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Area family farm staying busy despite changes due to covid-19

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Courtesy: KSN

MULBERRY, Ks.(KSN) – Like many other industries, farmers have had to change their way of living because of the coronavirus.

One family farm is not only adapting to these changes, but also finding ways to grow closer as a family.

Charlie Philips, Co-Owner, Misty Morning Farms, said, “This time of year, everybody wants fresh produce.

Despite the pandemic, it’s business as usual at Misty Morning Farms in Mulberry.

“We raise lots of different types of produce. Fresh fruits, fresh vegetables. Right now in here, we have in one of our high tunnels, we’ve got lettuce growing, tomatoes running, onions.”

Owners have changed the way they market and sell their produce.

“We sell at both Pittsburg Farmer’s Market and the Webb City Farmer’s Market.”

Farmer’s markets where they would usually sell their produce have transitioned to online sales and have pushed their opening dates back.

“The other thing we do is a CSA or Community Supported Agriculture, which allows people to purchase basically a produce package where they get 15 weeks of produce.”

The farm has doubled CSA sales from last year. It limits contact and people can pickup their produce at one of the farm’s weekly drop sites in Girard, Pittsburg, or Webb City.

“So that’s one thing that has changed for this year is the fact that more people are wanting to do the online and pre-pay type of sales.”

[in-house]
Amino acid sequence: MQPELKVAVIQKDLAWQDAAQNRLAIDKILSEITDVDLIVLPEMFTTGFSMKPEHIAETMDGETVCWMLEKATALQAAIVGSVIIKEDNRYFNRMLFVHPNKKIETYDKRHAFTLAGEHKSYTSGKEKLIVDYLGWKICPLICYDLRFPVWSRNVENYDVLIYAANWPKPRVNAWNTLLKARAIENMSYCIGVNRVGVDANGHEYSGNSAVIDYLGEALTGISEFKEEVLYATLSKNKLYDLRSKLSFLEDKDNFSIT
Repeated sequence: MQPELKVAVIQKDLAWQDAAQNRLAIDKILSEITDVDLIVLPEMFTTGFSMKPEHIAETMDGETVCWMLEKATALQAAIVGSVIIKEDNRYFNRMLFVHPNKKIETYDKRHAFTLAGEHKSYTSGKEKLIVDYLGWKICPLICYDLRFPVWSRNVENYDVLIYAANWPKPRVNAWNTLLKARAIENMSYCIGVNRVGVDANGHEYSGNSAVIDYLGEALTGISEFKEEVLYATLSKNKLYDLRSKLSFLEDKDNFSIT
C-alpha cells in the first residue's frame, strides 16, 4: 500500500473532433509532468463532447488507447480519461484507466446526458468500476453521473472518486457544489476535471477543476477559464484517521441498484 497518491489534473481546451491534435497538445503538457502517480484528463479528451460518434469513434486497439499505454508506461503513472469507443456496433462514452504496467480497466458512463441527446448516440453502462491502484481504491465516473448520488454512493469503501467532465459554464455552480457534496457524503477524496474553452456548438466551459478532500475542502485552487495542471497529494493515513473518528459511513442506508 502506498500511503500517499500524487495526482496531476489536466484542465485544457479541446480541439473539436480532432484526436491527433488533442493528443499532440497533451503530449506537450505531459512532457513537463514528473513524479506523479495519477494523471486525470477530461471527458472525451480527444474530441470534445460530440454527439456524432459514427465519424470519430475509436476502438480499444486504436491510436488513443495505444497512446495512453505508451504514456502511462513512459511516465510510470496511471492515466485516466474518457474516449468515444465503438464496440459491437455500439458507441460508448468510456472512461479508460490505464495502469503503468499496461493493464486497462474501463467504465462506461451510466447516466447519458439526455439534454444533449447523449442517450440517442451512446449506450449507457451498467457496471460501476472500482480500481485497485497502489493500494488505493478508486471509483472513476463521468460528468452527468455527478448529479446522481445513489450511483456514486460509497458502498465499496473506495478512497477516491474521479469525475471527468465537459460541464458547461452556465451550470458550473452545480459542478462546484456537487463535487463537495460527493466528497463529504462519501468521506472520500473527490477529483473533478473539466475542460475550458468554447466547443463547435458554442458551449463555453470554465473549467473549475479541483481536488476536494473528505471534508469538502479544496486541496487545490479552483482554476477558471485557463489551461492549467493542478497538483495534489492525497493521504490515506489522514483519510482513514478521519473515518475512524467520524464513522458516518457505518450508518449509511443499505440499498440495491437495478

With school being transitioned to online learning, this has been a great time for his family to work together.

Hayley Phillips, Charlie’s Daughter, said, “A lot of times, it’s pretty rough because the weather likes to change on us but we still have to work together, get stuff done.”

Hayley says this is hands-on-learning at it’s finest.

“I’ve learned a lot about communicating with people and really just how important what we grow is to the people that we sell it to and that people really kind of rely on us.”

Charlie and Hayley say they are growing together, literally in terms of produce, but more importantly growing emotionally.

“Really, we’re all in this together.”

“With any type of farming there’s a lot of unknowns. You know they say, to have faith is to plant a seed. Well we’re doing the same thing. We’re just continuing on and if anything we’re planting more than what we have in an average year,” said Charlie.

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